Minetest Cereal

What can I find out about the Minetest world database format?

The How to Code - Systematic Program Design course has shown me that if you design your data well, it's easy to write good clean code. "Good" meaning code that is well structured and easy to understand. Even better, well designed data can guide you to be more effective at actually writing complicated algorithms.

When I got curious about how Minetest represents worlds, I was pretty excited to discover that they use a SQLite database to store the map. I'm comfortable with SQL, and expected to be able to jump in and start reshaping imaginary planets.

No such luck! Turns out their data structure was put together more or less by accident. It consists of a single mathematically derived number to represent the X,Y,Z coordinates of a given block, and a binary blob that serializes whatever information there is to know about that block. Neither of these representations is readily comprehensible by humans.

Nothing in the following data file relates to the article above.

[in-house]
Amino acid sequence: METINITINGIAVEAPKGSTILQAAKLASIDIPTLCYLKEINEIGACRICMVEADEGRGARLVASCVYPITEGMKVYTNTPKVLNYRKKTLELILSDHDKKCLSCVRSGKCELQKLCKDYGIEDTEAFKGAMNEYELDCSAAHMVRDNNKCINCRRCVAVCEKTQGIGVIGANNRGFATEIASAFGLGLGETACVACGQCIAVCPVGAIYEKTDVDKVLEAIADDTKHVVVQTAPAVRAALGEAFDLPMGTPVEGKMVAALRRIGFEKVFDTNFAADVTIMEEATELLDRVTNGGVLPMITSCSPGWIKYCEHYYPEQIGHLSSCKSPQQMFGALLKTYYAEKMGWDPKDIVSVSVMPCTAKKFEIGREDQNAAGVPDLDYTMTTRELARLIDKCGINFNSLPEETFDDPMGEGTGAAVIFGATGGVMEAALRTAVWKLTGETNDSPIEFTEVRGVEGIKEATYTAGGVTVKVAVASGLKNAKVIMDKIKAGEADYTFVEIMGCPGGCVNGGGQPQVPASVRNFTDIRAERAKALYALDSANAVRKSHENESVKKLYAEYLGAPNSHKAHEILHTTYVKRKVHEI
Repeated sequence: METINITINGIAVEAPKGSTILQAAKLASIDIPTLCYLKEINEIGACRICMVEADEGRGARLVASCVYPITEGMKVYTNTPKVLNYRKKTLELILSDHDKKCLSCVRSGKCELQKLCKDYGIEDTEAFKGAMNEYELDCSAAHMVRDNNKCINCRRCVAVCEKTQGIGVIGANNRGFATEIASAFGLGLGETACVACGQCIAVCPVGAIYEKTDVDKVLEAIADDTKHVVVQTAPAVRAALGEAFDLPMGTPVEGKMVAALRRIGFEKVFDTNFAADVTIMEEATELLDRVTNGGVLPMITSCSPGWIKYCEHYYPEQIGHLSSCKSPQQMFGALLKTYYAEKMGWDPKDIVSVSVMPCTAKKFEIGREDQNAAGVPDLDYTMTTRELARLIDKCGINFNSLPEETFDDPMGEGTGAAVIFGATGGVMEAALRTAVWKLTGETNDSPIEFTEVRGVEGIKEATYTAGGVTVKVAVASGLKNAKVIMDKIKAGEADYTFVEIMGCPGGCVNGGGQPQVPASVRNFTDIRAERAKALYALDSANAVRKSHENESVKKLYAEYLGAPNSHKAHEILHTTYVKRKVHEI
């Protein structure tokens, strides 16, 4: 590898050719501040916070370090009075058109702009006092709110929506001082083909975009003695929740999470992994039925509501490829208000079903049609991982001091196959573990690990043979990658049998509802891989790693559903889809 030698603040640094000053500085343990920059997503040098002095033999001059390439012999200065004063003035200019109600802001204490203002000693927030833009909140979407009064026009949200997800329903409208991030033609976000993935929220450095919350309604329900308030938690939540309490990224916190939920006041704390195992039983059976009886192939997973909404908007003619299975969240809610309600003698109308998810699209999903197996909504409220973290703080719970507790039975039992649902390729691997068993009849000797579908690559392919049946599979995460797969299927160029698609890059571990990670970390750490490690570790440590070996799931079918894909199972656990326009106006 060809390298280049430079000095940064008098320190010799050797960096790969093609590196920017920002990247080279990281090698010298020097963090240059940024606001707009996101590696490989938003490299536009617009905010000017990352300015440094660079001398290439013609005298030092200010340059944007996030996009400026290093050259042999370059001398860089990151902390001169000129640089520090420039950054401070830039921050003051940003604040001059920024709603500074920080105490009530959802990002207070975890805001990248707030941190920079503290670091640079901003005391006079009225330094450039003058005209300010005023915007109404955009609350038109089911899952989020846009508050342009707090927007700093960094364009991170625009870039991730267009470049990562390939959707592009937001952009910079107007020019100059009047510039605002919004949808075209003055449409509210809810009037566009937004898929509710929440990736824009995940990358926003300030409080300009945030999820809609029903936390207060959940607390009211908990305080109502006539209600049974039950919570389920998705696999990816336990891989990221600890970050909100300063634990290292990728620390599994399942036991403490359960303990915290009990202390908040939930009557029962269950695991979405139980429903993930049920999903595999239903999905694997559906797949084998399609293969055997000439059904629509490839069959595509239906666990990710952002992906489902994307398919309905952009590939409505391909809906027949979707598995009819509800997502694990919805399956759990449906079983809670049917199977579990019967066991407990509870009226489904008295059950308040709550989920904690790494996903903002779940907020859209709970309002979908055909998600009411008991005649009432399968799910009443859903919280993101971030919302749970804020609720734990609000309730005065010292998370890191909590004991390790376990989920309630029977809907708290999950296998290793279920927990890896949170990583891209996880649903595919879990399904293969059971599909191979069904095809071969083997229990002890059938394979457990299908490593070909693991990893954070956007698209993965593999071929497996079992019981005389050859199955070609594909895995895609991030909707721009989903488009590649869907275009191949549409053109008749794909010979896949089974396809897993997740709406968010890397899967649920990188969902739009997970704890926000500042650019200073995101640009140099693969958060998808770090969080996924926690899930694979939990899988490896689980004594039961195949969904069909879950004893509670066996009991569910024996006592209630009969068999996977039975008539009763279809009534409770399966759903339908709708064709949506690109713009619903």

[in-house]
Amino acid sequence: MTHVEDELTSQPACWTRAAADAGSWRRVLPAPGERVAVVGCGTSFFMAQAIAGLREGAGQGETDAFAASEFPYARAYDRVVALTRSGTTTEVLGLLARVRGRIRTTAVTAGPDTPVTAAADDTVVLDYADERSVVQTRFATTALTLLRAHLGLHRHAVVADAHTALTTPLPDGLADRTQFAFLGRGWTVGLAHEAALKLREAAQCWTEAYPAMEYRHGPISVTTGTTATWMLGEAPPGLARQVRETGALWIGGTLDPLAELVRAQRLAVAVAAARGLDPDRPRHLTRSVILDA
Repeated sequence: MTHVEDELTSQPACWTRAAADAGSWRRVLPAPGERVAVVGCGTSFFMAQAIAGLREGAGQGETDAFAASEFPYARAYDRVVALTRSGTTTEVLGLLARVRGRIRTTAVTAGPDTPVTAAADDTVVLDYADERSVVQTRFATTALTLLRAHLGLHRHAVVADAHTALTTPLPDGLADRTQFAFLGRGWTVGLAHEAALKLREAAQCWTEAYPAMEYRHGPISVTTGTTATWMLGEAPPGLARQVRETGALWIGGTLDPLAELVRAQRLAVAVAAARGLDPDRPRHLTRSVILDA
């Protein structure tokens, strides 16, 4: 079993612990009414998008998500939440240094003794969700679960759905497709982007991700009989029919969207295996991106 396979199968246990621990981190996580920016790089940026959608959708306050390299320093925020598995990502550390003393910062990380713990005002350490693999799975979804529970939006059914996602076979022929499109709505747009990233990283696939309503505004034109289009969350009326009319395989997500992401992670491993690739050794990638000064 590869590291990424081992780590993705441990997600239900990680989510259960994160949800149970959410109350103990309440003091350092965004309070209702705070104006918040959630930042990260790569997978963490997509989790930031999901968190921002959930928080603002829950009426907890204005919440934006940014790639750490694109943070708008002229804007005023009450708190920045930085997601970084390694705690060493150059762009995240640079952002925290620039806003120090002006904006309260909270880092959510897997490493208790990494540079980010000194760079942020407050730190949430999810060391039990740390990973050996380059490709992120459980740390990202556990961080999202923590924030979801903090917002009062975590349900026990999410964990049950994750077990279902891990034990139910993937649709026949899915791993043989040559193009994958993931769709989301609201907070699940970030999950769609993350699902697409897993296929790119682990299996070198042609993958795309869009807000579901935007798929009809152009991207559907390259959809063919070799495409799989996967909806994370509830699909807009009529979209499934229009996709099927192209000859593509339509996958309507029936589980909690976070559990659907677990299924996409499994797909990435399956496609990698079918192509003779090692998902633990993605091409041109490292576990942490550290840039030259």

I've started a project I'm calling "Minetest-Cereal."

This project will attempt to decode databases in the existing Minetest format into one that fits the standards of the Systematic Program Design course. I want to make it easier to alter and explore Minetest world maps as data, and to convince you that data should be designed so that people can understand it too.